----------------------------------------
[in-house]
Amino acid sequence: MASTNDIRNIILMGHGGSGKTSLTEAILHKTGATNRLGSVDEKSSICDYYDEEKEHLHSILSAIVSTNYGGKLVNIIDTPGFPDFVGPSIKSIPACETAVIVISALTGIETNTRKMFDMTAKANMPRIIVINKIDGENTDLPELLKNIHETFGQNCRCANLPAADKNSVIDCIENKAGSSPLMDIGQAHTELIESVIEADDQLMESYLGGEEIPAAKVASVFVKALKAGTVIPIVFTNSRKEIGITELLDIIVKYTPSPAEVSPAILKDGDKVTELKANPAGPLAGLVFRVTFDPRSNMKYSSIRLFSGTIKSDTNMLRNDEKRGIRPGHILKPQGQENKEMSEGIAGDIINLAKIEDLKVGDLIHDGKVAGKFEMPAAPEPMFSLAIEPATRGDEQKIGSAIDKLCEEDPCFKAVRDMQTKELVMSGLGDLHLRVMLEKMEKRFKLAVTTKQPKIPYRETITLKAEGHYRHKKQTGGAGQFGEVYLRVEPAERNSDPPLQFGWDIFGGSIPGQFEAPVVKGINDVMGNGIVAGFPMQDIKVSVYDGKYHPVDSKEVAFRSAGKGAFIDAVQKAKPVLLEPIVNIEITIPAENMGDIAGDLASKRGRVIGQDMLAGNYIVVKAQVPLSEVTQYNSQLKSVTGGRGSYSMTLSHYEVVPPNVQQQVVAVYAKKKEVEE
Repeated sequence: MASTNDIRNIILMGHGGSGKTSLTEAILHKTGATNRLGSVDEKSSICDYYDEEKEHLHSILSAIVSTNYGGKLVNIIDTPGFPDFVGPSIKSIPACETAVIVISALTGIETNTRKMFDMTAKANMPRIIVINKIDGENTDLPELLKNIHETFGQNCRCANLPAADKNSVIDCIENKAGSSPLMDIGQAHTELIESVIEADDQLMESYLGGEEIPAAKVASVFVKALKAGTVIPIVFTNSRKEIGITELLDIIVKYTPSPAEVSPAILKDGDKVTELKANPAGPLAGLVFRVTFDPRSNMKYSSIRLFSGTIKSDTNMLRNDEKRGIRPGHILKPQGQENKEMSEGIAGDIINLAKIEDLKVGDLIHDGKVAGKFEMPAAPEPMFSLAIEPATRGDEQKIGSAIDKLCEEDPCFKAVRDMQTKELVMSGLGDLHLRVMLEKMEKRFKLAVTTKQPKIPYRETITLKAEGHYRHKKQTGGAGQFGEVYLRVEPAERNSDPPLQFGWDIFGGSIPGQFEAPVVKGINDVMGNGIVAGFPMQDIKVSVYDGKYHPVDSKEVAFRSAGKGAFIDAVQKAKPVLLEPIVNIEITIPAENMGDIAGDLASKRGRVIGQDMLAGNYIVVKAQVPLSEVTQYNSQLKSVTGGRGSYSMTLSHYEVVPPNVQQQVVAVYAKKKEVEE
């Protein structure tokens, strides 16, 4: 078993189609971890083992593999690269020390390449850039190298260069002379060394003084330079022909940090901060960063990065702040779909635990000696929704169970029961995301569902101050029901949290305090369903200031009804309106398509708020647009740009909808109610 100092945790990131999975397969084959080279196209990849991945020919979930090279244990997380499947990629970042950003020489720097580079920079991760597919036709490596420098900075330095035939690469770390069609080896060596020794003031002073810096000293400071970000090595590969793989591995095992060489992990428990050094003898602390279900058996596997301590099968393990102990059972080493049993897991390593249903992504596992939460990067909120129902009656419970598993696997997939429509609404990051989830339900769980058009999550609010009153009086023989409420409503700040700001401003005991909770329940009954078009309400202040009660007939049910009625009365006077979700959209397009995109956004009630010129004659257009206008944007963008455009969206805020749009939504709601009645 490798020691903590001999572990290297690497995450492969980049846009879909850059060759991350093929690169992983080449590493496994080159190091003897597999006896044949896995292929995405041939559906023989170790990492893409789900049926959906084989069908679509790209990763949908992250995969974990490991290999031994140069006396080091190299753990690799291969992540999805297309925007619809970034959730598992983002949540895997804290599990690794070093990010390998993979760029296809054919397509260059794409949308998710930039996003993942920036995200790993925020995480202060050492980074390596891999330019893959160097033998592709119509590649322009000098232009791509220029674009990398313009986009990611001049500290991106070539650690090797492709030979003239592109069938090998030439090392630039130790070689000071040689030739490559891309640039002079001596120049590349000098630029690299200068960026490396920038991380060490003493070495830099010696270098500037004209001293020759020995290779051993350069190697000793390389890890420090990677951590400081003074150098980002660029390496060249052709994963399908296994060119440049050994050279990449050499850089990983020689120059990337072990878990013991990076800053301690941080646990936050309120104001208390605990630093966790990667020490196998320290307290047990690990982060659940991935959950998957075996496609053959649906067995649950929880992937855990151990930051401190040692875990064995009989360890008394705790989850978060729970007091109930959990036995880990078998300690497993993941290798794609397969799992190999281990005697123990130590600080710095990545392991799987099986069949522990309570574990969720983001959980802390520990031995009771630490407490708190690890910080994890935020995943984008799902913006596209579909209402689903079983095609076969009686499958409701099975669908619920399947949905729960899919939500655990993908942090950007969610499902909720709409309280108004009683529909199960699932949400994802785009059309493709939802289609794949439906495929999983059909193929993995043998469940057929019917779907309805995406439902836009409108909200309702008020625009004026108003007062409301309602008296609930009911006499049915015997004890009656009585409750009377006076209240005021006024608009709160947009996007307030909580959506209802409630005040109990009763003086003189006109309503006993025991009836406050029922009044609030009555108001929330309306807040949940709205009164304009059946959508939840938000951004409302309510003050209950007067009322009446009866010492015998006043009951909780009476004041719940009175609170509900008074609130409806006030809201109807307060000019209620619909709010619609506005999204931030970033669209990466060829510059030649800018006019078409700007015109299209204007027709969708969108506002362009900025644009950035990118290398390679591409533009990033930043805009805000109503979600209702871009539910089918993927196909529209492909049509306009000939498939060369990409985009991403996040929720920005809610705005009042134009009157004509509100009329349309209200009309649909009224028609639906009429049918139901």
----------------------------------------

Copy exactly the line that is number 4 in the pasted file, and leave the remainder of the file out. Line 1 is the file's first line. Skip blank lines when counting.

């Protein structure tokens, strides 16, 4: 078993189609971890083992593999690269020390390449850039190298260069002379060394003084330079022909940090901060960063990065702040779909635990000696929704169970029961995301569902101050029901949290305090369903200031009804309106398509708020647009740009909808109610 100092945790990131999975397969084959080279196209990849991945020919979930090279244990997380499947990629970042950003020489720097580079920079991760597919036709490596420098900075330095035939690469770390069609080896060596020794003031002073810096000293400071970000090595590969793989591995095992060489992990428990050094003898602390279900058996596997301590099968393990102990059972080493049993897991390593249903992504596992939460990067909120129902009656419970598993696997997939429509609404990051989830339900769980058009999550609010009153009086023989409420409503700040700001401003005991909770329940009954078009309400202040009660007939049910009625009365006077979700959209397009995109956004009630010129004659257009206008944007963008455009969206805020749009939504709601009645 490798020691903590001999572990290297690497995450492969980049846009879909850059060759991350093929690169992983080449590493496994080159190091003897597999006896044949896995292929995405041939559906023989170790990492893409789900049926959906084989069908679509790209990763949908992250995969974990490991290999031994140069006396080091190299753990690799291969992540999805297309925007619809970034959730598992983002949540895997804290599990690794070093990010390998993979760029296809054919397509260059794409949308998710930039996003993942920036995200790993925020995480202060050492980074390596891999330019893959160097033998592709119509590649322009000098232009791509220029674009990398313009986009990611001049500290991106070539650690090797492709030979003239592109069938090998030439090392630039130790070689000071040689030739490559891309640039002079001596120049590349000098630029690299200068960026490396920038991380060490003493070495830099010696270098500037004209001293020759020995290779051993350069190697000793390389890890420090990677951590400081003074150098980002660029390496060249052709994963399908296994060119440049050994050279990449050499850089990983020689120059990337072990878990013991990076800053301690941080646990936050309120104001208390605990630093966790990667020490196998320290307290047990690990982060659940991935959950998957075996496609053959649906067995649950929880992937855990151990930051401190040692875990064995009989360890008394705790989850978060729970007091109930959990036995880990078998300690497993993941290798794609397969799992190999281990005697123990130590600080710095990545392991799987099986069949522990309570574990969720983001959980802390520990031995009771630490407490708190690890910080994890935020995943984008799902913006596209579909209402689903079983095609076969009686499958409701099975669908619920399947949905729960899919939500655990993908942090950007969610499902909720709409309280108004009683529909199960699932949400994802785009059309493709939802289609794949439906495929999983059909193929993995043998469940057929019917779907309805995406439902836009409108909200309702008020625009004026108003007062409301309602008296609930009911006499049915015997004890009656009585409750009377006076209240005021006024608009709160947009996007307030909580959506209802409630005040109990009763003086003189006109309503006993025991009836406050029922009044609030009555108001929330309306807040949940709205009164304009059946959508939840938000951004409302309510003050209950007067009322009446009866010492015998006043009951909780009476004041719940009175609170509900008074609130409806006030809201109807307060000019209620619909709010619609506005999204931030970033669209990466060829510059030649800018006019078409700007015109299209204007027709969708969108506002362009900025644009950035990118290398390679591409533009990033930043805009805000109503979600209702871009539910089918993927196909529209492909049509306009000939498939060369990409985009991403996040929720920005809610705005009042134009009157004509509100009329349309209200009309649909009224028609639906009429049918139901």